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Husband, Father, Bonehead
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Discussion Starter #1
There is a local company that will be going to HAAS CNC mills and they are getting rid of some of their old equipment. From what a friend has told me, I MIGHT be able to grab a Chevalier (Chev-ah-yea) model- FM4vkh. I know nothing about mills but am willing to learn! Questions I have for you guys:
Is the brand any good? I have heard of Bridgeport and Haas but not these guys.
What are the things I should look at before picking it up?
I can't find used prices for this mill, what would be a decent price if everything is in working order?
Should I drain the oiling system, Move the tables into certain postions, Anything else... before moving?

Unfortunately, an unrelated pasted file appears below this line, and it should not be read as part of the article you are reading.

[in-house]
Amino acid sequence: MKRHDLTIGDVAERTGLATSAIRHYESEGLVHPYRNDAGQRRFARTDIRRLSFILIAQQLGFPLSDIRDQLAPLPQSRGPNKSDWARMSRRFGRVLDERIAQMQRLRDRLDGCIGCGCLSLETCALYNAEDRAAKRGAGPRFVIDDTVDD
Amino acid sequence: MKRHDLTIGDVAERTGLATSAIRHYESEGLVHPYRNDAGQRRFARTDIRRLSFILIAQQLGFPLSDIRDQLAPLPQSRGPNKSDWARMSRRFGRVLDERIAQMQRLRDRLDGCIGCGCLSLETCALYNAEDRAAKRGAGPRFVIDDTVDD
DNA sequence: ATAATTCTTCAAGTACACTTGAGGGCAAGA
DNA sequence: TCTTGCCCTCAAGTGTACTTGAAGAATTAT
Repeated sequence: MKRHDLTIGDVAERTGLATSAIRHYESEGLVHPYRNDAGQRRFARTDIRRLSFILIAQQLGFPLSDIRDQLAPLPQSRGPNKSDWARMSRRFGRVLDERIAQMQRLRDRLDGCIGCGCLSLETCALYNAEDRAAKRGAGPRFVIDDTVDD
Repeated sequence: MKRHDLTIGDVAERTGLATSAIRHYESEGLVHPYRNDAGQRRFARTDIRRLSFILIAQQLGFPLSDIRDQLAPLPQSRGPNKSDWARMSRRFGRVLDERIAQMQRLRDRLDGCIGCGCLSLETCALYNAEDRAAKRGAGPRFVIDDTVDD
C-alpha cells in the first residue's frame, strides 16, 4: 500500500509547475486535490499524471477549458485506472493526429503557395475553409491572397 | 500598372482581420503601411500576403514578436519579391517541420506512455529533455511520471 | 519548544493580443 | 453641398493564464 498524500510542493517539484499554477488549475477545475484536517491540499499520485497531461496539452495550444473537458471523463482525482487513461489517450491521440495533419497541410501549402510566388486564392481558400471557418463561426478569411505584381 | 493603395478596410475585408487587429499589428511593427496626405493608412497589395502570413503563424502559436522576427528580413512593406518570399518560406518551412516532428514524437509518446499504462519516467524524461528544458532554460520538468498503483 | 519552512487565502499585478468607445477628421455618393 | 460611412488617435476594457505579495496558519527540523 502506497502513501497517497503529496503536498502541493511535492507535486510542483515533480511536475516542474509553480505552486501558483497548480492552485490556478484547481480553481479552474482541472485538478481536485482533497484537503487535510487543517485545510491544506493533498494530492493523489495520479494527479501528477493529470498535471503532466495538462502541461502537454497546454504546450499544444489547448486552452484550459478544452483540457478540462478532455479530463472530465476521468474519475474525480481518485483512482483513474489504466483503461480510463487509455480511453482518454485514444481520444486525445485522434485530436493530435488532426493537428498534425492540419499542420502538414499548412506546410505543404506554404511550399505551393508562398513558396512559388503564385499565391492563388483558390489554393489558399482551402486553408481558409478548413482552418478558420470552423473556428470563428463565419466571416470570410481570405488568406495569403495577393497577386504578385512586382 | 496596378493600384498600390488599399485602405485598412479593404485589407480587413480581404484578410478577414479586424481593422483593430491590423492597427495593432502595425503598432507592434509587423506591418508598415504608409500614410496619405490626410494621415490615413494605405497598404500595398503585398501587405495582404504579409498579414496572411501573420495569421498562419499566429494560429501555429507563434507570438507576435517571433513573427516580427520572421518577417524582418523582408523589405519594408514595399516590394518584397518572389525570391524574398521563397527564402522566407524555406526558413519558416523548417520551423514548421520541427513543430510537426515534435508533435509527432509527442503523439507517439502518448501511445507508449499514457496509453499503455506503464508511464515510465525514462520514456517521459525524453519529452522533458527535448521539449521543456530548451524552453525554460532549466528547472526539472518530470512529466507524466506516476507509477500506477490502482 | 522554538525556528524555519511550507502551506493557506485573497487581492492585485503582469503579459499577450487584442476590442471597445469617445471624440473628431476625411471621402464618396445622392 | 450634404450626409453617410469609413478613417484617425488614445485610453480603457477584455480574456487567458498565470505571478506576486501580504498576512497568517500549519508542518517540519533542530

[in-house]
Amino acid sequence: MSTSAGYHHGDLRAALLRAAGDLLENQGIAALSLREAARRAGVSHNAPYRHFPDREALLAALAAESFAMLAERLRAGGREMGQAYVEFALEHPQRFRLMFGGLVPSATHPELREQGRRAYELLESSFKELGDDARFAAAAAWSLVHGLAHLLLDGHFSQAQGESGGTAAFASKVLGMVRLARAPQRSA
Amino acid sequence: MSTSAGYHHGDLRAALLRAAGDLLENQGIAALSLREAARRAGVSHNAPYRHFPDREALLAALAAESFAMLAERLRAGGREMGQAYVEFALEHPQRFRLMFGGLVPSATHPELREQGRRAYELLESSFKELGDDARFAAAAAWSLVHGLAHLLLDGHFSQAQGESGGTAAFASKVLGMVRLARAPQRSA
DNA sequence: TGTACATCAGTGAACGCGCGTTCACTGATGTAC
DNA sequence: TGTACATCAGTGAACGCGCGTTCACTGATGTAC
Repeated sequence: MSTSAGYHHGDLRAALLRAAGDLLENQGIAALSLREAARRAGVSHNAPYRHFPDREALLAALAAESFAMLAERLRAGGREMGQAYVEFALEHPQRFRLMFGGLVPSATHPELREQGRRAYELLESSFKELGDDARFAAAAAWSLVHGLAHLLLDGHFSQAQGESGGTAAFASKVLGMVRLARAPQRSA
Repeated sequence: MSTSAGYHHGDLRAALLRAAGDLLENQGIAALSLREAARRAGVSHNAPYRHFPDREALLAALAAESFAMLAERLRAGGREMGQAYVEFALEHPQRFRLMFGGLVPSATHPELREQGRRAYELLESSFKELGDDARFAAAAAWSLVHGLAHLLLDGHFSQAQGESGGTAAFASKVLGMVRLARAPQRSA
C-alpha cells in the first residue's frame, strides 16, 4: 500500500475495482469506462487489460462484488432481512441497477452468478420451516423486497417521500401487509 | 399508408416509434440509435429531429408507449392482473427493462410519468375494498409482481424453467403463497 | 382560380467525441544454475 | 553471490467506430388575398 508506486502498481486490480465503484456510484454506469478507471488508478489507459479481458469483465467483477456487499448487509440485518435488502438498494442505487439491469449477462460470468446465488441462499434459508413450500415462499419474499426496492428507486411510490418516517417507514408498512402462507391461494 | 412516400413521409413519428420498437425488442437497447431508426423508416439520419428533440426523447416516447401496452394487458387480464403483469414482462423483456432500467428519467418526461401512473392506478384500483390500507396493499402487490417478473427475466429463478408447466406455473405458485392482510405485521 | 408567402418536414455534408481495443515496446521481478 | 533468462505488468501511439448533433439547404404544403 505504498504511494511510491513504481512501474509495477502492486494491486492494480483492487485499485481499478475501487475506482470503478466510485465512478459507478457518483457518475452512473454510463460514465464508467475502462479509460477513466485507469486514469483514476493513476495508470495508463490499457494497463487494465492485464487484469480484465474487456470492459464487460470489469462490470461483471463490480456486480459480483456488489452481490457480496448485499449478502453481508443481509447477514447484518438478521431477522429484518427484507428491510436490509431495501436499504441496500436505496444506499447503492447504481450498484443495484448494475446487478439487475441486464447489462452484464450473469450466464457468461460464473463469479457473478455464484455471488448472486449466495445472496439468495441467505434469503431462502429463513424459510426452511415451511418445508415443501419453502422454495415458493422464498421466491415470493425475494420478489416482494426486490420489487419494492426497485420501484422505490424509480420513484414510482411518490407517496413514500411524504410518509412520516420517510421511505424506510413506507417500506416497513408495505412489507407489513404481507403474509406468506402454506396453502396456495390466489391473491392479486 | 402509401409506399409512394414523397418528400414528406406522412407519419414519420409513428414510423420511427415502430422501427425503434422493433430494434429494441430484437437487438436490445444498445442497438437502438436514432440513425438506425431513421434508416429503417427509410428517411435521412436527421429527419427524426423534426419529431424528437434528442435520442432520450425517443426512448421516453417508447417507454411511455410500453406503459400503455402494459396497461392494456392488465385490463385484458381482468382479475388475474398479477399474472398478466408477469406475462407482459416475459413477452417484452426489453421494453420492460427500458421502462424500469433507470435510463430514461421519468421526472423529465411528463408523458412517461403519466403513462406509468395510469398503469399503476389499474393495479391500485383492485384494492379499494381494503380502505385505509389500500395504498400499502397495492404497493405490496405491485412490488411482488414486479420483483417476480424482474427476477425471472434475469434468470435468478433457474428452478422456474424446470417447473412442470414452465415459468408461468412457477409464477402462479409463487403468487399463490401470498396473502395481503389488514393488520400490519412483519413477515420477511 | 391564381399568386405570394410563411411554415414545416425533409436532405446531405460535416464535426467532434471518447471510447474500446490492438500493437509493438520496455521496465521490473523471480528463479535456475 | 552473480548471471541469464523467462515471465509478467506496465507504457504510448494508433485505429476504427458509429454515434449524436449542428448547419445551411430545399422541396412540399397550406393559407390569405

Speaking of picking it up...What is a good way to move a 1.75 ton hunk of precision metal from a warehouse across town to a home garage? I have a truck and medium sized trailer, just not sure how to get it in and out of the trailer and in the garage. Hire a company to move it?


I downloaded a brochure and here are some specs:
94" tall
90.5" at it's deepest
99.25" wide
10" x 50" Table
Spindle motor is 5HP
Spindle taper is NST40
Weight is around 3400 lbs.

I am not sure on what accessories it comes with.
 

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Premium Member
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1,211 Posts
Oooo, everyones dream to have a mill in the garage!!!

But, before you get too excited, check the working voltage of the mill, lots are 3 phase.

Even a free mill might not be affordable if you need 3 phase power...
 

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You can get 3-phase converters to use in the home...I've never heard anything bad about them although my exposure is limited.
 

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FFCobra Craftsman
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3,235 Posts